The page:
Own Correspondent|The Minister of Justice, Legal and Parliamentary Affairs Ziyambi Ziyambi has revealed that Government is working on repealing the willful HIV transmission law.
Section 79 (1) of the Criminal Codification and Reform Act on deliberate transmission of HIV reads: “Any person who knowingly that he or she is infected with HIV, or realising that there is a real risk or possibility that he or she is infected with HIV, intentionally does anything or permits the doing of anything which he or she realises involves a real risk or possibility of infecting another person with HIV, shall be guilty of deliberate transmission of HIV, whether or not he or she is married to that other person and shall be liable to imprisonment for a period not exceeding twenty years.
“It shall be a defence to a charge under subsection (1) for the accused to prove that the other person concerned knew that the accused was infected with HIV and consented to the act in question, appreciating the nature of HIV and the possibility of becoming infected with it.”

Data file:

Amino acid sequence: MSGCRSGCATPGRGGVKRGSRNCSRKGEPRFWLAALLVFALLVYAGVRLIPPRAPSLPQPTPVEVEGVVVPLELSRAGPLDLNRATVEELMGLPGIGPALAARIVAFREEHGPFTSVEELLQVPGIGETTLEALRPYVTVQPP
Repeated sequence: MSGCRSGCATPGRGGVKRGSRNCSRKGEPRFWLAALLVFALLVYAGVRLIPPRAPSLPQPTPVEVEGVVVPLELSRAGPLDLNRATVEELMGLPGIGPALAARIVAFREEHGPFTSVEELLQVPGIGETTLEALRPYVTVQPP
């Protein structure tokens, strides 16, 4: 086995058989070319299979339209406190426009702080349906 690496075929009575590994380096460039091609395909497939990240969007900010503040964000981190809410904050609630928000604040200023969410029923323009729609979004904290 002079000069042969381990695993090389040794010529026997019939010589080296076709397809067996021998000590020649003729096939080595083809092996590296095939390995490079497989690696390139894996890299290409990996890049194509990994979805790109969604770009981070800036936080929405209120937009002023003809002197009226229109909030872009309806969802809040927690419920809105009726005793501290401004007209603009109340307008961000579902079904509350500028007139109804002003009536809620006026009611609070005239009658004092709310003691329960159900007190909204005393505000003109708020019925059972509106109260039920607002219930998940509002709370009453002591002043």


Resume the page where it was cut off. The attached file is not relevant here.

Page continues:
Ziyambi, during a Question and Answer session in Parliament today, said the law will be repealed.
Calls for the law to be repealed have been made since about 3 years ago. In 2016, Elizabeth Tailor Human Rights Award winner and HIV activist, Ms Martha Tholanah said this law must be scrapped because it stigmatised and discriminated against people living with HIV.
Ms Tholanah, who has been living with HIV for the past 17 years, said criminalisation of wilful HIV transmission was done a long time ago on the advent of the disease, when no one wanted to be associated with it.
She, however, said owing to developments in the medical field, HIV is now just like any other disease hence the law must be informed by science trends.
“Evidence has shown that chances of transmitting HIV to another person if you are on treatment are slim. The law must then speak the same language with science to achieve our national and global goals and targets,” said Ms Tholanah.
She said the current law discouraged people from getting tested thereby delaying them from accessing treatment early, reversing global efforts to end Aids by 2030.